SGA explains need for Complete College Georgia

Lauren Gorla

The Student Government Association is exploring reasons why students are not graduating from Georgia Southern University and working to introduce the Complete College Georgia plan to GSU.

The Complete College Georgia committee is composed of professors from the different colleges across campus and is part of a larger movement across America to increase graduation rates.

Waiting to register for classes can delay graduation, Vice President of Academic Affairs Chad Harmon said.

“Right now there around 3,000 students who have yet to register for classes,” Harmon said.

Many students that are not registering on time, taking a full course load of 15 hours or taking summer classes are having a hard time graduating in four years, and that’s what our committee is working on right now, Harmon said.

The new plan is working towards having 250,000 new Georgians with a post-secondary degree by the year 2020, Harmon said.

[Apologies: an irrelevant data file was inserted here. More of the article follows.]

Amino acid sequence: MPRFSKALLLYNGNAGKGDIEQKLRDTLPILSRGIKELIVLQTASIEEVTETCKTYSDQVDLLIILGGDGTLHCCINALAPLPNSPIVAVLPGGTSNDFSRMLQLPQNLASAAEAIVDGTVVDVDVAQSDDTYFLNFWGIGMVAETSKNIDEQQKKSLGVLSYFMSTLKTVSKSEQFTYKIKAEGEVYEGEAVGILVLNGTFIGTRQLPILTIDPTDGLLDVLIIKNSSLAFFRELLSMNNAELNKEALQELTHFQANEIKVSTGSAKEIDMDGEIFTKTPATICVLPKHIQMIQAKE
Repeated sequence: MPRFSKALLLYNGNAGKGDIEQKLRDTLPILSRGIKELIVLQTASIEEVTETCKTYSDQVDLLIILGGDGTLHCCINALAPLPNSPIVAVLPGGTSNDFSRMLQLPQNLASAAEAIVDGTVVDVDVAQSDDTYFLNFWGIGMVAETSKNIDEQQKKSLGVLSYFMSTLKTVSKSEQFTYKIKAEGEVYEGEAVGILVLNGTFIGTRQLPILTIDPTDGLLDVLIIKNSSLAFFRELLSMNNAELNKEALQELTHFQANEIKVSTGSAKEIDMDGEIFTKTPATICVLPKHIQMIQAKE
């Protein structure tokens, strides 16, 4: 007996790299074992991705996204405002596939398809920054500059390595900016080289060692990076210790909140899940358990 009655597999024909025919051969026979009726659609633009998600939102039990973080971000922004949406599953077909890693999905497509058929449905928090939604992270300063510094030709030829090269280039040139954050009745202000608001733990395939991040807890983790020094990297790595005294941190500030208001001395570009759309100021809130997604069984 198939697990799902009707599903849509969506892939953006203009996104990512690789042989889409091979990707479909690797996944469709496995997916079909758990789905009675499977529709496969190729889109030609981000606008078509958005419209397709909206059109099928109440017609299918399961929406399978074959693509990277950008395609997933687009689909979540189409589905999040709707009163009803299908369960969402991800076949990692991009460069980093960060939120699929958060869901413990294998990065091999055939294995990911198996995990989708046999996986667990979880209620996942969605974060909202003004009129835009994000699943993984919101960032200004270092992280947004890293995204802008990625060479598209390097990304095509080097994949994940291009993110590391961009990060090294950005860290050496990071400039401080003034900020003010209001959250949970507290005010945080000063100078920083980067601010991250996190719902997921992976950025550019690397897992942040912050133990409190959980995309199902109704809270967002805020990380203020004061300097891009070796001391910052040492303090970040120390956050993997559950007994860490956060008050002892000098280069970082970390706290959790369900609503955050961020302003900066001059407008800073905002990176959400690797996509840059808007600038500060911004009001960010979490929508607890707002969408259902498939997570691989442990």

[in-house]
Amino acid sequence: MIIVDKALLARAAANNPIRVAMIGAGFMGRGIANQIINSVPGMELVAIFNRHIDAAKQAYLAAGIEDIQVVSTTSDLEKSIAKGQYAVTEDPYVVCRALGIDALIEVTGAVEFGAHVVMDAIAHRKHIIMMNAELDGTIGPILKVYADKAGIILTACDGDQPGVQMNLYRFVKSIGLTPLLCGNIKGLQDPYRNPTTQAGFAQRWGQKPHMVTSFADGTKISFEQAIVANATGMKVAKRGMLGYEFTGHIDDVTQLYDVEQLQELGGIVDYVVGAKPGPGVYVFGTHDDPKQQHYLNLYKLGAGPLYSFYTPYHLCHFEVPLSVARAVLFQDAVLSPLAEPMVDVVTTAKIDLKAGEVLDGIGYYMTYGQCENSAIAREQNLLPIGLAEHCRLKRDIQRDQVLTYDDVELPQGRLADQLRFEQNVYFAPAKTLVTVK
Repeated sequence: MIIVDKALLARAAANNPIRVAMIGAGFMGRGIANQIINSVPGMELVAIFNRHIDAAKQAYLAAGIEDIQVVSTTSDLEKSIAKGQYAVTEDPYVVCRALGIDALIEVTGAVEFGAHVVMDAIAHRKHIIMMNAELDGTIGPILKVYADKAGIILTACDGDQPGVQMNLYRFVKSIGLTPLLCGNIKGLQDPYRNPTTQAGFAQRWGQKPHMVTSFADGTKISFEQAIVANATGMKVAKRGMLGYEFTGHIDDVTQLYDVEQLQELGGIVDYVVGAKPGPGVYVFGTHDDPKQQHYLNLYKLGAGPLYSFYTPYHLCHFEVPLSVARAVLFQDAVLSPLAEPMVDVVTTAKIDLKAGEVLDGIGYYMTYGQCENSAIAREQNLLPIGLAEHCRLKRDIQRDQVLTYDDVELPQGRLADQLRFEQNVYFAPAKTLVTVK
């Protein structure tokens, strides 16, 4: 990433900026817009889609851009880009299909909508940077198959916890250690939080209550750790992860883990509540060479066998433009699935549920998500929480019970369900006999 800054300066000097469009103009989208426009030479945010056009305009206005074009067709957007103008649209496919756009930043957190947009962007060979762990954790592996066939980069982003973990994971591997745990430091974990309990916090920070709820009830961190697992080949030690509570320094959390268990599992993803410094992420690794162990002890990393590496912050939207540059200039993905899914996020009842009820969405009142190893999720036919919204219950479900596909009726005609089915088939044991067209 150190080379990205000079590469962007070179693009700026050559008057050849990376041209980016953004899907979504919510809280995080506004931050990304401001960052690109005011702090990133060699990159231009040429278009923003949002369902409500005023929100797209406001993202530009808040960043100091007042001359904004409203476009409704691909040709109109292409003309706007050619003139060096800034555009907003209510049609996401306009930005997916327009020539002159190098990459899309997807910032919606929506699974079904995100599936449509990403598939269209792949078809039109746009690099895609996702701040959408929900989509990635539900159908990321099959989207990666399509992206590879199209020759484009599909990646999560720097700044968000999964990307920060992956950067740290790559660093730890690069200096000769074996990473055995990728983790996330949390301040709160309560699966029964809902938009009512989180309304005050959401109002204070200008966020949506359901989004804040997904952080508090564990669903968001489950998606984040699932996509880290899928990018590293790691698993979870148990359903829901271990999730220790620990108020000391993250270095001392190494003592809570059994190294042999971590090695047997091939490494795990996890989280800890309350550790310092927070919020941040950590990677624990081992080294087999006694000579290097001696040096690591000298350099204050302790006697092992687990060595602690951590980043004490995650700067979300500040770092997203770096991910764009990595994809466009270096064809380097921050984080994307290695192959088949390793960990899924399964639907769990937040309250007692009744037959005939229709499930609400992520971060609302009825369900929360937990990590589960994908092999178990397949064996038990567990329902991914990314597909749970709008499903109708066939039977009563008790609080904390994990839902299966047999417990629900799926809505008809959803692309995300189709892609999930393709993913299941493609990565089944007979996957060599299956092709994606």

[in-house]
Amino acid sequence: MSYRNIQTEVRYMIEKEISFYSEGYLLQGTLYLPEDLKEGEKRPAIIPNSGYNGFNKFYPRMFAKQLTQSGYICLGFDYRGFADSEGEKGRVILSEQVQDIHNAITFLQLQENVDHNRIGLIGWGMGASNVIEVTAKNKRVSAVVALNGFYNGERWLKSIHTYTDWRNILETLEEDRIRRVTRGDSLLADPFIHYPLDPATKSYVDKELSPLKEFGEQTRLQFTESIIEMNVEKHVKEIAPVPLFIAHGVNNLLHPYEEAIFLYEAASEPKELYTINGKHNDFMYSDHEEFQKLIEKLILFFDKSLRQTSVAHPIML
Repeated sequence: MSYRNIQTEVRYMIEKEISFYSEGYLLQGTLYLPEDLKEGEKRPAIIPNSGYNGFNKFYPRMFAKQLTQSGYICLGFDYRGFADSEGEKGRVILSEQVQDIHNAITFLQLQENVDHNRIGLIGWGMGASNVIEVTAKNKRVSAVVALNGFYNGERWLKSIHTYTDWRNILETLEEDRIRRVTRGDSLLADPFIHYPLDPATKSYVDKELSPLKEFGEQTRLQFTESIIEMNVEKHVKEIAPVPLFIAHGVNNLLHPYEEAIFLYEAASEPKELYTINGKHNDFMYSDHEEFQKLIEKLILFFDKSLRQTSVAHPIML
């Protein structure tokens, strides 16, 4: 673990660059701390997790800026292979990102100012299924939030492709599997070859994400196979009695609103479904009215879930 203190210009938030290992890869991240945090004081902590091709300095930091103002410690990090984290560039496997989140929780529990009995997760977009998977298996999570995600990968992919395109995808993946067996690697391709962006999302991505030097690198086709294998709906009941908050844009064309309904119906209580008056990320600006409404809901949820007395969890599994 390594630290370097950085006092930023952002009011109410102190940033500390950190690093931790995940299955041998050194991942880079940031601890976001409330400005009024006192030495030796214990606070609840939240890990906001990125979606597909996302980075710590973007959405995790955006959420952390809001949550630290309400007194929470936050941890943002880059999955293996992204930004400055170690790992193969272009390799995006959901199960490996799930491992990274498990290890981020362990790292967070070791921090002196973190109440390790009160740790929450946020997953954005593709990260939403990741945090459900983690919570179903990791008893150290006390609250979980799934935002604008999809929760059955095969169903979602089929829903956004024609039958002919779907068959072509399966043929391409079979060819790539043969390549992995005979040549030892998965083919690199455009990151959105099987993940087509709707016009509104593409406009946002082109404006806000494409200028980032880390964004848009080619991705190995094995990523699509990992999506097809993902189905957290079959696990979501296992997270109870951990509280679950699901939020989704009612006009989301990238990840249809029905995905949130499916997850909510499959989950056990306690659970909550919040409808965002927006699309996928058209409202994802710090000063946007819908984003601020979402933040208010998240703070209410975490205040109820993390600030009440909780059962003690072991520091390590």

The new plan would also possibly put into effect a formula-funding program for colleges in Georgia.

“From what Provost Bartels is seeing, it seems like schools are going to start getting a base funding but then possibly in the future getting incentive funding if you increase your graduation rates,” Harmon said.

One of the things affecting students’ graduation rate here at GSU is that many students are starting here but are transferring to other colleges, which has a negative effect on the rates, Harmon said.

Harmon said, “(Provost Bartels) reiterated that even though we are going to be expected to increase graduation rates that we’re not going to let the quality of education here at Georgia Southern diminish.”